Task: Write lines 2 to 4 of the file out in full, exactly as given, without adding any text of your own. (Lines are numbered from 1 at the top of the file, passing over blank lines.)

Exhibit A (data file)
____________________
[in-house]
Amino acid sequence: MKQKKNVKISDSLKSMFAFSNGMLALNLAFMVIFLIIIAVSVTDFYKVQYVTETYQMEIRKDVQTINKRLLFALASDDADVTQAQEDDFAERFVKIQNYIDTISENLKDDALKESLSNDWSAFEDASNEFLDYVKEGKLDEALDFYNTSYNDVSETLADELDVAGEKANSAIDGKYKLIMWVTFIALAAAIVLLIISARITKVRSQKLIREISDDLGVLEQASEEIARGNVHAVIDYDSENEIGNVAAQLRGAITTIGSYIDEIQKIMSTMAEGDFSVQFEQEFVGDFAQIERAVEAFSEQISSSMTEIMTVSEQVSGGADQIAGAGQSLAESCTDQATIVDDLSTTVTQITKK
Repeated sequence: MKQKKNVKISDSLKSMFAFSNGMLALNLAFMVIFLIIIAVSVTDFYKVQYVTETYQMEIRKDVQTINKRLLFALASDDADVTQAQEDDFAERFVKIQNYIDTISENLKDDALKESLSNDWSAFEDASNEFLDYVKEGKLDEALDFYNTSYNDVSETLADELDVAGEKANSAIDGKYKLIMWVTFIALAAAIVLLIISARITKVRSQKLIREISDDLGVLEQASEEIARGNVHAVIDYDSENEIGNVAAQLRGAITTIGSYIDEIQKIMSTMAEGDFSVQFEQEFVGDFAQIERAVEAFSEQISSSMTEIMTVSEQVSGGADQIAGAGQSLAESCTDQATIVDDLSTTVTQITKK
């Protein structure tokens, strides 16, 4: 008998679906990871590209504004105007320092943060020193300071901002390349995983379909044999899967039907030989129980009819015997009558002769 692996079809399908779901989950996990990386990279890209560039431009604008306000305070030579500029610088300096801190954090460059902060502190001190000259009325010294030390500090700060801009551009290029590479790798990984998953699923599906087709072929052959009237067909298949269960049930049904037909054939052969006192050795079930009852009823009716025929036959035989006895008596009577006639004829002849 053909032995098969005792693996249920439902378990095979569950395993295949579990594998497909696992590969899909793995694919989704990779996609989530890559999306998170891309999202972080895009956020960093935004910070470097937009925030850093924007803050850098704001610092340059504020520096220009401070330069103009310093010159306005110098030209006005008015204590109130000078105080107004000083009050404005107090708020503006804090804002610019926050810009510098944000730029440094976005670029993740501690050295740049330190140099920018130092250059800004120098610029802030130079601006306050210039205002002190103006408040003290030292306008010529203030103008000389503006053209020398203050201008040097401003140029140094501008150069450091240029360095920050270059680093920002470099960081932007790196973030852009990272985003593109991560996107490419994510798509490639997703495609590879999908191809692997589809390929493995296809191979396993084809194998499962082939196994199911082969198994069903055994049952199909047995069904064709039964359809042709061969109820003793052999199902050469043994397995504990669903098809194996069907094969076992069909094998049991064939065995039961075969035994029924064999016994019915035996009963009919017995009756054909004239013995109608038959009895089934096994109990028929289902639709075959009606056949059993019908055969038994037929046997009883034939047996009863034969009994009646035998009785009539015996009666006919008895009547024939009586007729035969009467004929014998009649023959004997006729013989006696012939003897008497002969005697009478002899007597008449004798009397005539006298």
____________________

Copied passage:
Amino acid sequence: MKQKKNVKISDSLKSMFAFSNGMLALNLAFMVIFLIIIAVSVTDFYKVQYVTETYQMEIRKDVQTINKRLLFALASDDADVTQAQEDDFAERFVKIQNYIDTISENLKDDALKESLSNDWSAFEDASNEFLDYVKEGKLDEALDFYNTSYNDVSETLADELDVAGEKANSAIDGKYKLIMWVTFIALAAAIVLLIISARITKVRSQKLIREISDDLGVLEQASEEIARGNVHAVIDYDSENEIGNVAAQLRGAITTIGSYIDEIQKIMSTMAEGDFSVQFEQEFVGDFAQIERAVEAFSEQISSSMTEIMTVSEQVSGGADQIAGAGQSLAESCTDQATIVDDLSTTVTQITKK
Repeated sequence: MKQKKNVKISDSLKSMFAFSNGMLALNLAFMVIFLIIIAVSVTDFYKVQYVTETYQMEIRKDVQTINKRLLFALASDDADVTQAQEDDFAERFVKIQNYIDTISENLKDDALKESLSNDWSAFEDASNEFLDYVKEGKLDEALDFYNTSYNDVSETLADELDVAGEKANSAIDGKYKLIMWVTFIALAAAIVLLIISARITKVRSQKLIREISDDLGVLEQASEEIARGNVHAVIDYDSENEIGNVAAQLRGAITTIGSYIDEIQKIMSTMAEGDFSVQFEQEFVGDFAQIERAVEAFSEQISSSMTEIMTVSEQVSGGADQIAGAGQSLAESCTDQATIVDDLSTTVTQITKK
């Protein structure tokens, strides 16, 4: 008998679906990871590209504004105007320092943060020193300071901002390349995983379909044999899967039907030989129980009819015997009558002769 692996079809399908779901989950996990990386990279890209560039431009604008306000305070030579500029610088300096801190954090460059902060502190001190000259009325010294030390500090700060801009551009290029590479790798990984998953699923599906087709072929052959009237067909298949269960049930049904037909054939052969006192050795079930009852009823009716025929036959035989006895008596009577006639004829002849 053909032995098969005792693996249920439902378990095979569950395993295949579990594998497909696992590969899909793995694919989704990779996609989530890559999306998170891309999202972080895009956020960093935004910070470097937009925030850093924007803050850098704001610092340059504020520096220009401070330069103009310093010159306005110098030209006005008015204590109130000078105080107004000083009050404005107090708020503006804090804002610019926050810009510098944000730029440094976005670029993740501690050295740049330190140099920018130092250059800004120098610029802030130079601006306050210039205002002190103006408040003290030292306008010529203030103008000389503006053209020398203050201008040097401003140029140094501008150069450091240029360095920050270059680093920002470099960081932007790196973030852009990272985003593109991560996107490419994510798509490639997703495609590879999908191809692997589809390929493995296809191979396993084809194998499962082939196994199911082969198994069903055994049952199909047995069904064709039964359809042709061969109820003793052999199902050469043994397995504990669903098809194996069907094969076992069909094998049991064939065995039961075969035994029924064999016994019915035996009963009919017995009756054909004239013995109608038959009895089934096994109990028929289902639709075959009606056949059993019908055969038994037929046997009883034939047996009863034969009994009646035998009785009539015996009666006919008895009547024939009586007729035969009467004929014998009649023959004997006729013989006696012939003897008497002969005697009478002899007597008449004798009397005539006298």